Who Are Some of Your Favorite Victorian Writers?

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In the next entry in my series on favorite writers, I want to consider Victorian authors, with a time period defined as the time of Queen Victoria’s reign–1837-1901. This period has been filled with many excellent writers, and I will focus on only a few as my choices. I could, however, easily expand my list.

Without further discussion, here are three of my favorite Victorian writers:

Dickens_Gurney_head

(https://en.wikipedia.org)

Charles Dickens

Dickens was an extraordinary success, both as a popular writer and with critics. His work is part of the body of literature, and he has touched much of the population of the world. Among his most important and well-known pieces are A Christmas Carol, A Tale of Two Cities, and Great Expectations.

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(https://pixabay.com)

Thomas Hardy

He achieved much in fewer novels than Dickens. Among his novels are Tess of the d’Urbervilles, Jude the Obscure, and Far From The Madding Crowd.

Emily_Brontë_by_Patrick_Branwell_Brontë_restored

(https://en.wikipedia.org)

Emily Bronte

While writing only one novel, her extraordinary Gothic piece, Wuthering Heights, places her among the great Gothic writers.

 

So, I ask all of you, who are some of your favorite Victorian writers?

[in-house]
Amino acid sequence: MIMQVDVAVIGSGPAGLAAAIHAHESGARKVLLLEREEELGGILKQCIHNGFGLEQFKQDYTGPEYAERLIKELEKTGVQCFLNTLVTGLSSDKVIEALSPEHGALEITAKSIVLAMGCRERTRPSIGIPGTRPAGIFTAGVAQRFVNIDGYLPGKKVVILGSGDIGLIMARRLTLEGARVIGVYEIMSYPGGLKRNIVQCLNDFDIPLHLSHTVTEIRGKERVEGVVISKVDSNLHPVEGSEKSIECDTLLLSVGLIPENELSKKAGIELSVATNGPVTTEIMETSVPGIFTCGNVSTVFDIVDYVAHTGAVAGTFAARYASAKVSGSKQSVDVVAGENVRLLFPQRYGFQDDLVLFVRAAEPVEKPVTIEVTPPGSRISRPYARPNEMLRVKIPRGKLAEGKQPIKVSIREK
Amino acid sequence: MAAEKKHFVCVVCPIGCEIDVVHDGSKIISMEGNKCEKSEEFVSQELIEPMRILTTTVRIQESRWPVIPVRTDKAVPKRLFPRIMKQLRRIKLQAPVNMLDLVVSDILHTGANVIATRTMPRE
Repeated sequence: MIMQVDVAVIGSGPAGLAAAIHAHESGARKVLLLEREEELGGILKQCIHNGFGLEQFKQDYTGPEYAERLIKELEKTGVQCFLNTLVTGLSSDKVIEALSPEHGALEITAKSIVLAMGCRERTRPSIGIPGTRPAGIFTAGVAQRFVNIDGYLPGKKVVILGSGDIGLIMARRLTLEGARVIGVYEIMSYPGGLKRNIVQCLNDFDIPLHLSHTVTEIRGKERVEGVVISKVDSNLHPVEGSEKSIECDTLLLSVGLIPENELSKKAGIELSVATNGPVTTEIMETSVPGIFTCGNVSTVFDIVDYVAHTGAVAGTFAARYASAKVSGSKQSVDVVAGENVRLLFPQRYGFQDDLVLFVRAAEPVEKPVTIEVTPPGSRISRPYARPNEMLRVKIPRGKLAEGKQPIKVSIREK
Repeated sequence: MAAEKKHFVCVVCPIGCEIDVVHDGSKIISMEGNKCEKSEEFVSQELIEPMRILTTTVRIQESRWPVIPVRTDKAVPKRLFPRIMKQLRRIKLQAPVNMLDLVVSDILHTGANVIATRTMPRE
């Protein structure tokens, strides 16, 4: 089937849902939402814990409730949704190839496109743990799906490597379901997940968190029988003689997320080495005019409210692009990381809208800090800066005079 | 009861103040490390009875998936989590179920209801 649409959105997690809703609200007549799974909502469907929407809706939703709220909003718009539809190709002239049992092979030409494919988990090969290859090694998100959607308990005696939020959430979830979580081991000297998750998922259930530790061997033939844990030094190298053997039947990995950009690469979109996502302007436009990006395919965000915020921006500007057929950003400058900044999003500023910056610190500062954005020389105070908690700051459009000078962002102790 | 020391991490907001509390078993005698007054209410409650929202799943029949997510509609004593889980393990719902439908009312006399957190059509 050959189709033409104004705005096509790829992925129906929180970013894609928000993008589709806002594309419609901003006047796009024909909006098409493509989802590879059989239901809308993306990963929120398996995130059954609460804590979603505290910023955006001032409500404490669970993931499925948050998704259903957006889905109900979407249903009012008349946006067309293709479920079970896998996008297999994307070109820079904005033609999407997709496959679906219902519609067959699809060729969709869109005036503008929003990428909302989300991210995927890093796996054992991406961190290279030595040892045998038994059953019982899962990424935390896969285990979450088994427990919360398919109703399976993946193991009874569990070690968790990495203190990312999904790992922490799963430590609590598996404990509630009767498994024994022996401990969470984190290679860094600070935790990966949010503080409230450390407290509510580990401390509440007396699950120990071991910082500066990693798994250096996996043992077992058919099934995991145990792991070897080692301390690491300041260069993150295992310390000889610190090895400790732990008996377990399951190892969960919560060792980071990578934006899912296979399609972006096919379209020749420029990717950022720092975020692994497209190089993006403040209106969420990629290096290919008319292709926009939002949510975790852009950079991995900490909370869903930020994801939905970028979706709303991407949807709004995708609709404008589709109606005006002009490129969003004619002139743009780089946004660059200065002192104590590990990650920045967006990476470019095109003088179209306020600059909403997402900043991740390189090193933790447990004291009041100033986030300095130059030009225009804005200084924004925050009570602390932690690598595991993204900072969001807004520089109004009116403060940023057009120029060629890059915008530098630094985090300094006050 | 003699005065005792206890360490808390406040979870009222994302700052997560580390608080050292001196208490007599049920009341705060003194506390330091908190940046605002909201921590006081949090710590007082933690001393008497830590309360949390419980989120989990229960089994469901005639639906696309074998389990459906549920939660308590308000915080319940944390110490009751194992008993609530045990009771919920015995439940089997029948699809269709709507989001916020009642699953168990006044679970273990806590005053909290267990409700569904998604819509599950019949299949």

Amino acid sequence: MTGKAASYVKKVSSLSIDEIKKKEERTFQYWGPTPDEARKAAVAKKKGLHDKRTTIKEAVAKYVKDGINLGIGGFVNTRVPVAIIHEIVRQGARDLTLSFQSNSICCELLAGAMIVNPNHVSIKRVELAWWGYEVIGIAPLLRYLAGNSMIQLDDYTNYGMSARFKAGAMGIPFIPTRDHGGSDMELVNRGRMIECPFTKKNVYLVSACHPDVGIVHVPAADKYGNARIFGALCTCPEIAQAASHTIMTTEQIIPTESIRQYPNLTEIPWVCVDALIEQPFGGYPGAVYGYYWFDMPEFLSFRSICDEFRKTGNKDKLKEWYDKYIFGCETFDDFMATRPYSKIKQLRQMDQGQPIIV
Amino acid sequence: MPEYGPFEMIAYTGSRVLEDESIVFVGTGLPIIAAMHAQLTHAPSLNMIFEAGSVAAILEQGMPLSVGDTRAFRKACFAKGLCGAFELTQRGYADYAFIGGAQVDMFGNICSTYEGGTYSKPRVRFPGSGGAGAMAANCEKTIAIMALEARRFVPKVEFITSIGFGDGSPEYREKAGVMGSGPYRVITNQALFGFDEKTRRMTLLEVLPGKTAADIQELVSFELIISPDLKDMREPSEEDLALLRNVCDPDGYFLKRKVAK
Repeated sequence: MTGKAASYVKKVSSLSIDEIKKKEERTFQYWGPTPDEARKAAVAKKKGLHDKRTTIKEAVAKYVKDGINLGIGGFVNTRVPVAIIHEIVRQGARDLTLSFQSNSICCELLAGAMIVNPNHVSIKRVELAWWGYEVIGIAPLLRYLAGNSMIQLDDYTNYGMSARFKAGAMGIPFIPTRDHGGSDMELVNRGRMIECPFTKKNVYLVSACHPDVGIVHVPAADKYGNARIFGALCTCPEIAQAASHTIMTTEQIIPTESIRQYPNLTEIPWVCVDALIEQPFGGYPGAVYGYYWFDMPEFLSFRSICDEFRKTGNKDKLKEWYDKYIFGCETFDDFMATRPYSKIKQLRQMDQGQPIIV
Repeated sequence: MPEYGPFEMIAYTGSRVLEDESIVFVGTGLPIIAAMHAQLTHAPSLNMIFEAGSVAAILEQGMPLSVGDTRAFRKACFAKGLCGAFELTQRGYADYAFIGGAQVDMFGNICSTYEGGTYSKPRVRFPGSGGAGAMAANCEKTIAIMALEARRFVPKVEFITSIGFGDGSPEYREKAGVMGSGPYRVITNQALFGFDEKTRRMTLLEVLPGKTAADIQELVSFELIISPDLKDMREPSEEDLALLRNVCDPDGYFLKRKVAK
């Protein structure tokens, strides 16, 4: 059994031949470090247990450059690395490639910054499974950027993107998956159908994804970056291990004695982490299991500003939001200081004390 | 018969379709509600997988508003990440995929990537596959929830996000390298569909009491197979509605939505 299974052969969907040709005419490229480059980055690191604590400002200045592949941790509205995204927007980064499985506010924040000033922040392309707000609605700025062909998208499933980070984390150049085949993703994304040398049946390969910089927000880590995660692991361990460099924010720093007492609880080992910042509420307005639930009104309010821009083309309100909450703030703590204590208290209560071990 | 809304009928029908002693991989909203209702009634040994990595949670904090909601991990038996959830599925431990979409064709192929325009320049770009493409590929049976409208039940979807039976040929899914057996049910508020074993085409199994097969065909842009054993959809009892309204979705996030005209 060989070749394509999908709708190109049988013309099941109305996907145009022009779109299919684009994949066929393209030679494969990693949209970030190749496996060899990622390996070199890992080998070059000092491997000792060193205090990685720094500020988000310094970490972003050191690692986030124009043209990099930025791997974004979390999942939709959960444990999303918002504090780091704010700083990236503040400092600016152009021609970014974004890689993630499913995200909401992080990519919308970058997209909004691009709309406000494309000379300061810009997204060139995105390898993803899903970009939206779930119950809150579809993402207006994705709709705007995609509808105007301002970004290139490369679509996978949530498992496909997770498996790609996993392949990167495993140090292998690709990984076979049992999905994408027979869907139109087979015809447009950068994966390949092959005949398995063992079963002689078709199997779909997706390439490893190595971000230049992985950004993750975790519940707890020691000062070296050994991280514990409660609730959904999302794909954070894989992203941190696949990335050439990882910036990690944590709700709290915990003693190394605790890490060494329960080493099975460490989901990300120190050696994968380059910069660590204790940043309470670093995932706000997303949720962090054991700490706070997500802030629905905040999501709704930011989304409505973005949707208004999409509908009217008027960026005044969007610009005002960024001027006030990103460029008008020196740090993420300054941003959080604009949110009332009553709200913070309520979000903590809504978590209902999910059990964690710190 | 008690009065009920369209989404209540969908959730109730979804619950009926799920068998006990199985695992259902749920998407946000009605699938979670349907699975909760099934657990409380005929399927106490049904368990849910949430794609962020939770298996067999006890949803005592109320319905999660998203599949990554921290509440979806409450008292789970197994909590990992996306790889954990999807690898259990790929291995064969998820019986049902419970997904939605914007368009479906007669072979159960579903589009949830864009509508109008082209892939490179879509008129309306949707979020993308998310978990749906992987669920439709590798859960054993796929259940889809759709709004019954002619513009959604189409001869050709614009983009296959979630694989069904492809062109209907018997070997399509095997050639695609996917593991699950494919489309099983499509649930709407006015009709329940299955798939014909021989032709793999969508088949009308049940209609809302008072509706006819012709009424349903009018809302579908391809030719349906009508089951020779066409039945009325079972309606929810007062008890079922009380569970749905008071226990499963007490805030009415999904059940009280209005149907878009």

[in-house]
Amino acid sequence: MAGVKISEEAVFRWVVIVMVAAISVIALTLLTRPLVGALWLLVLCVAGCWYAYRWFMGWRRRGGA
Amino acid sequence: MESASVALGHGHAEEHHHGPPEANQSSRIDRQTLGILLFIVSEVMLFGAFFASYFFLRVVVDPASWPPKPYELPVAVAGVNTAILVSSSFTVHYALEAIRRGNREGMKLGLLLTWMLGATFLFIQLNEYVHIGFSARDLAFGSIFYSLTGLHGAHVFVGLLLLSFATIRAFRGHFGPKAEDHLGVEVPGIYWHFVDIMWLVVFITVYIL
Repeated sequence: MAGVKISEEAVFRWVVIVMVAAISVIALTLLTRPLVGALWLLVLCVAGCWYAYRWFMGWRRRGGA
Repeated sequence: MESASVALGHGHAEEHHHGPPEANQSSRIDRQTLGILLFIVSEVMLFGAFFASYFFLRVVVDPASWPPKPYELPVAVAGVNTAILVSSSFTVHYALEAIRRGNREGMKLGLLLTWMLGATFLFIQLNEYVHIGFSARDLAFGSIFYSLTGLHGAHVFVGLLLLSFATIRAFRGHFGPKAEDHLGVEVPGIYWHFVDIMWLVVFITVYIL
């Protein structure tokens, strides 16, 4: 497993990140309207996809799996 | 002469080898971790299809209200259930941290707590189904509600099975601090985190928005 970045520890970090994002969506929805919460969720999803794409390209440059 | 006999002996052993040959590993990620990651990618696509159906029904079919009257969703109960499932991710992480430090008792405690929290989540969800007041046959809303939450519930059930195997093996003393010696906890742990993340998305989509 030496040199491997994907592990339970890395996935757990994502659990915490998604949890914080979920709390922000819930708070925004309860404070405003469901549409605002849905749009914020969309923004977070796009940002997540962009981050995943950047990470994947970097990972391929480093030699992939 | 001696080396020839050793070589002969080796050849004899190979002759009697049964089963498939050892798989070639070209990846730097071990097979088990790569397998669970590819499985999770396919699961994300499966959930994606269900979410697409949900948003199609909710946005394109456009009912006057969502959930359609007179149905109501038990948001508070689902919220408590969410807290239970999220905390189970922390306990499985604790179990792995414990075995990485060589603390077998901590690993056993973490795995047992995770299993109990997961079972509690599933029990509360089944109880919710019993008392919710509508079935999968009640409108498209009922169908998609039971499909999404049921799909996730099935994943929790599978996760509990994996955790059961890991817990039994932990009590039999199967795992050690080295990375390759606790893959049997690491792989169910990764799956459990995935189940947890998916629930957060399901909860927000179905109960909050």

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Favorite Horror Movies of the 1930s: The Invisible Man

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The-Invisible-Man

(en.wikipedia.org)

One of the more interesting and unusual horror films of the 1930s is The Invisible Man, directed by James Whale and produced by Carl Laemelle Jr. for Universal Studios (1933). This film is based on H.G. Wells’ novel of the same name, and it is a reasonably close adaptation of the book. Some changes were made to the story line, notably the addition of a love interest and moving the time from the Victorian Era to the 1930s.

Wells_The_Invisible_Man

(en.wikipedia.org)

The film was unusual in the caliber and sophistication of the special effects, which still hold up to contemporary scrutiny.  It is important to remember that these filmmakers were not using computer generated images to create their effects; rather, they were forced to create from ingenuity, creating new techniques in cinematic art.  The end result shows visual images that are still powerful and compelling.

The story is well told and excellently acted. Claude Rains  stars as Dr. Griffin, the Invisible Man, and he does a superb job in his performance. He creates a convincing character of the scientist, who much like Victor Frankenstein, exhibits hubris in his research.  He succeeds in finding the way to invisibility but goes insane as a result and becomes homicidal. The film ends with his character being chased down and killed, and before perishing, he admits he should not have explored forbidden areas of science.  Again, this reinforces the theme earlier seen in Frankenstein.

Another interesting theme that is hinted at in this movie is the danger of drug abuse, as also show in Dr. Jekyll and Mr. Hyde. Dr. Griffin uses a drug identified as “monocane” in his formula, and the consequences are his becoming dangerously insane. While he does not use the drug as an addict might, he still ruins his life through its usage.

The film did well at the box office and is considered by many critics, including me, to be one of the best horror films of the 1930s.

Whale_on_the_set_of_Invisible_Man

(https://en.m.wikipedia.org)

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Maledicus: The Investigative Paranormal Society Book I by Charles F. French is available for purchase on Amazon either as an ebook or a print book!

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